Proposed changes to Wisconsin’s teaching licensing standards are leaving a lot of people worried about the future quality of education in Wisconsin, WEAC member Brad Lutes told WISC-TV, Channel 3, in Madison.
“These standards would put us below the lowest-achieving states in the United States,” the Sun Prairie health and physical education teacher said in a report on changes approved by the Legislature’s Joint Finance Committee.
The changes would throw out a decades-old process of licensing teachers to make sure they know their subject and how to interact with children and help them learn. Current licensing requires educators in middle and high school, for example, to have a bachelor’s degree and a major or minor in the subject they teach, plus completion of intensive training on skills required to be a teacher, and successful passage of skills and subject content assessments.
Under the changes, anyone with a bachelor’s degree in any subject could teach English, social studies, mathematics, and science. The only requirement is that a public school or school district or a private choice school determines that the individual is proficient and has relevant experience in each subject they teach.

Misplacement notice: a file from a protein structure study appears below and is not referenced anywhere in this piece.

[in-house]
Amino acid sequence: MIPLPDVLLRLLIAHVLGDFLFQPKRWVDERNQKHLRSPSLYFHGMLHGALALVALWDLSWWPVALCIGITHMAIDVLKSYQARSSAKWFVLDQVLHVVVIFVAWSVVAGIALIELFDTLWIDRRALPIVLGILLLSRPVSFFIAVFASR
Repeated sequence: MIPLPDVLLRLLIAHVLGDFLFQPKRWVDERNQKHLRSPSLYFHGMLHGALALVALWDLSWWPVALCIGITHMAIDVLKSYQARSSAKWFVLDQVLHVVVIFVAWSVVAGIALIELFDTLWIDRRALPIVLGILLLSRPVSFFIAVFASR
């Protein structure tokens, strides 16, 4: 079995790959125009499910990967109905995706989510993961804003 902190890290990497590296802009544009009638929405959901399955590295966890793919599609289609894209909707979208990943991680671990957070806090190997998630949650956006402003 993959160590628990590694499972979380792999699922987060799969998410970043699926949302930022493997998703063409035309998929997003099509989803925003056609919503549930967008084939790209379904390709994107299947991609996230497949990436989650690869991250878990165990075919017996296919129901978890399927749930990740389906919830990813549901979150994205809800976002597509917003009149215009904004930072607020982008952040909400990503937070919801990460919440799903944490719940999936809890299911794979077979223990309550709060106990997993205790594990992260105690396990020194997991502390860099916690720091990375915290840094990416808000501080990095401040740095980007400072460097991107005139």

Additionally, even individuals who have not earned a bachelor’s degree, or potentially a high school diploma, could teach in any subject area, excluding the core subjects of mathematics, English, science, and social studies. The only requirement would be that the public school or district or private voucher school determines that the individual is proficient and has relevant experience in the subject they intend to teach.
In the WISC-TV report, Cheryl Hanley-Maxwell, associate dean for teacher education at the University of Wisconsin-Madison, said the changes make her feel sick.
“It is a bad means to an even worse end,” she said.
She said the proposal does not take into consideration many extremely important aspects of teaching, including classroom management, lesson planning, curriculum development, and working with families and communities to improve the outcome for kids.
“A teacher’s job is very, very expansive,” Hanley-Maxwell said.